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April 2, 2001
What's New in Breast Cancer Prevention?
By Elizabeth Smoots, M.D.

Photoillustration: Breast Cancer Prevention

Breast cancer is scary business. Most of my female patients fear it even more than heart disease, which kills up to five times more women. The facts are unsettling: Every year, about 180,000 women develop breast cancer and about 43,000 die from the disease. In the United States, breast cancer is the most common type of cancer in women and the second-leading cause of cancer deaths. Currently, one in nine women will develop breast cancer during their lifetime.

Scientists still don't know what causes a breast cell to start growing and turn into a malignant tumor. Studies suggest that in certain situations the female hormone estrogen can stimulate breast cancer cells to grow and spread. The good news is that advances in the field of prevention offer hope for women who are at increased risk for breast cancer.


A new development for prevention is an anti-estrogen drug called tamoxifen. The medication blocks the effect of estrogen on breast tissue. Tamoxifen has been used for more than 20 years to both treat breast cancer and to prevent its recurrence.

New data from a large, government-sponsored study show that tamoxifen can also help prevent breast cancer in healthy women who are at high risk for developing the disease. In a five-year study involving 13,338 high-risk women, those who took tamoxifen had a 49 percent reduced incidence of breast cancer. The Food and Drug Administration recently approved tamoxifen for use in healthy, high-risk women (see risk factors below). Until more-definitive research is completed, experts recommend limiting the use of tamoxifen to five years.

Unfortunately, tamoxifen can have adverse effects. Women in the study who were given tamoxifen had more than twice the rate of uterine cancer as those who were given a placebo. There was also a higher risk of strokes, blood clots, and cataract surgery -- mostly in women over age 50. Other possible effects include hot flashes and vaginal discharge or dryness. These side effects may be viewed as risks in and of themselves, but for high-risk women who would consider having a double mastectomy as preventive therapy, tamoxifen might be a more palatable option. Also, tamoxifen can't currently be taken with estrogen replacements or birth control pills, which could interact with the drug.

Other drugs are being tested that may prove as effective as tamoxifen but have fewer side effects. A five-year study is currently underway to compare the new drug raloxifene with tamoxifen in breast cancer prevention. Early data suggest that raloxifene may protect the breast without causing any associated increased incidence of uterine cancer. Raloxifene is currently approved only for use in the prevention of osteoporosis.

Risk factors for breast cancer

If you think you may be at increased risk for breast cancer, contact your health care provider for an evaluation. The pros and cons of tamoxifen therapy depend on your individual risk and health status. Factors used in the prevention trials to calculate a woman's risk of breast cancer include the following:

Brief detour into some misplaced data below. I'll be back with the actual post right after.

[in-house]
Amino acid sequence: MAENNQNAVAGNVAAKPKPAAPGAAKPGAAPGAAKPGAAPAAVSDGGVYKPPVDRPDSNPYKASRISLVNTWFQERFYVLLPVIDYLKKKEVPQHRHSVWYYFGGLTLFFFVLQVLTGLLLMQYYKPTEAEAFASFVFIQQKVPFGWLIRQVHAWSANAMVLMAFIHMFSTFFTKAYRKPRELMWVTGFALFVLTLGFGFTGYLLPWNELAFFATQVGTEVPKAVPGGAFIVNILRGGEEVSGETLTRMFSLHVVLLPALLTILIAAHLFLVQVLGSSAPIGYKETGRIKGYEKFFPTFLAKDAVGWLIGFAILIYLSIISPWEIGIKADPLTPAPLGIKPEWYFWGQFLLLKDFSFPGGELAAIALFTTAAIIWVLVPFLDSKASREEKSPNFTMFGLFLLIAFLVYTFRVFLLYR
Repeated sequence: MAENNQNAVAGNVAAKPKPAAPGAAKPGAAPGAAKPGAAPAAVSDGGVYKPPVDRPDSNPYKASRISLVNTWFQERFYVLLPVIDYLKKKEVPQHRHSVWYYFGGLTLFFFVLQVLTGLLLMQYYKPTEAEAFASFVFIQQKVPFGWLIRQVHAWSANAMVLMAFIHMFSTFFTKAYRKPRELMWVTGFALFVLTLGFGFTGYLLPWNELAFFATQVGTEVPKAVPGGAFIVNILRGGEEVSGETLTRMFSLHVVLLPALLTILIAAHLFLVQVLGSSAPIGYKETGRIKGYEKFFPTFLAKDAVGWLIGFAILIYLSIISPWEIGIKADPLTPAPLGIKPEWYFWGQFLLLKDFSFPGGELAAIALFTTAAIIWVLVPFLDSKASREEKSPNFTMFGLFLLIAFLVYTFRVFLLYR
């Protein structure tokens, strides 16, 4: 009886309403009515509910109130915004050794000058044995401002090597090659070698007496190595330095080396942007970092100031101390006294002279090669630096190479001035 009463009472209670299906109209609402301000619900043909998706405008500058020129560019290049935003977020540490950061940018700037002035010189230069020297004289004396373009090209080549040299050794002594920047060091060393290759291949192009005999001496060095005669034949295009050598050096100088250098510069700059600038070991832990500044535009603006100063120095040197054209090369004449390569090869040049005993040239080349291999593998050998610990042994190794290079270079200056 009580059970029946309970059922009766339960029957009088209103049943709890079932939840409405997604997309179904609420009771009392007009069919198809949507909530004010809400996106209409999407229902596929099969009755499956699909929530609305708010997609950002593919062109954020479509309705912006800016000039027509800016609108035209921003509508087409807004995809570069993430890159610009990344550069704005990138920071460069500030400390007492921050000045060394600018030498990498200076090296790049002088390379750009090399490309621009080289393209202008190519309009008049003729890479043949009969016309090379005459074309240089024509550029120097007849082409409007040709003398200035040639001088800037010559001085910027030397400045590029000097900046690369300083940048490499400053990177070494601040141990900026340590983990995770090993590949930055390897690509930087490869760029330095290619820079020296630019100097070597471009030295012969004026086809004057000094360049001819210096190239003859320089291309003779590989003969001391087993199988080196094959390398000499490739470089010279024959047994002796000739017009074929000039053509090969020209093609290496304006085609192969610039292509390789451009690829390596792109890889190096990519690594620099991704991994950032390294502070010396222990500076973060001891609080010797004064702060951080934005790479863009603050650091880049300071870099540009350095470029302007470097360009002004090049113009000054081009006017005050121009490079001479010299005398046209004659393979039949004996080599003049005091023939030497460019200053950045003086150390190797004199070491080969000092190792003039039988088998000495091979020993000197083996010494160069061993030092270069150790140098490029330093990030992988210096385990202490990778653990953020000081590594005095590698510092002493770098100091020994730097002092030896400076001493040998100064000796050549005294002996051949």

• Age 60 years or older
  • Early onset of periods (before age 12)
  • Having no children or first childbirth after age 29
  • Family history of breast cancer (in a mother, sister, or daughter)
  • Previous breast biopsy for any reason

Several other factors can place a woman at increased risk for breast cancer. These include a history of previous breast cancer, obesity, radiation exposure, or excessive alcohol intake. In addition, women who go through menopause after age 54 or who use estrogens for a long time after menopause may have an increased chance of developing the disease.

Lifestyle measures

All women can reduce their chances of developing breast cancer through simple lifestyle choices. Behaviors that may help reduce your risk include eating a diet rich in fruits and vegetables, maintaining a healthy weight, exercising regularly, reducing your consumption of fat and animal protein, and limiting your alcohol intake to one glass or less a day.

In the event that cancer is ever present, getting regular medical care can improve your chances of recovery. This includes mammography (often recommended annually after age 39), regular breast exams by your care provider, and monthly breast self-exams .

Estrogen's Risks

Know the signs of breast cancer

Call your health care provider right away if you notice any symptoms of breast cancer:

  • A lump or thickening in the breast
  • Dimpling or puckering of the skin
  • Change in skin color or texture
  • Change in breast shape
  • Swelling, redness, or a sensation of heat in the breast
  • Nipple discharge
  • Scaly skin or a rash on or around the nipple*
  • Localized breast pain, not related to your hormone cycle

* Signs of Paget's disease of the nipple, a rare form of breast cancer in women

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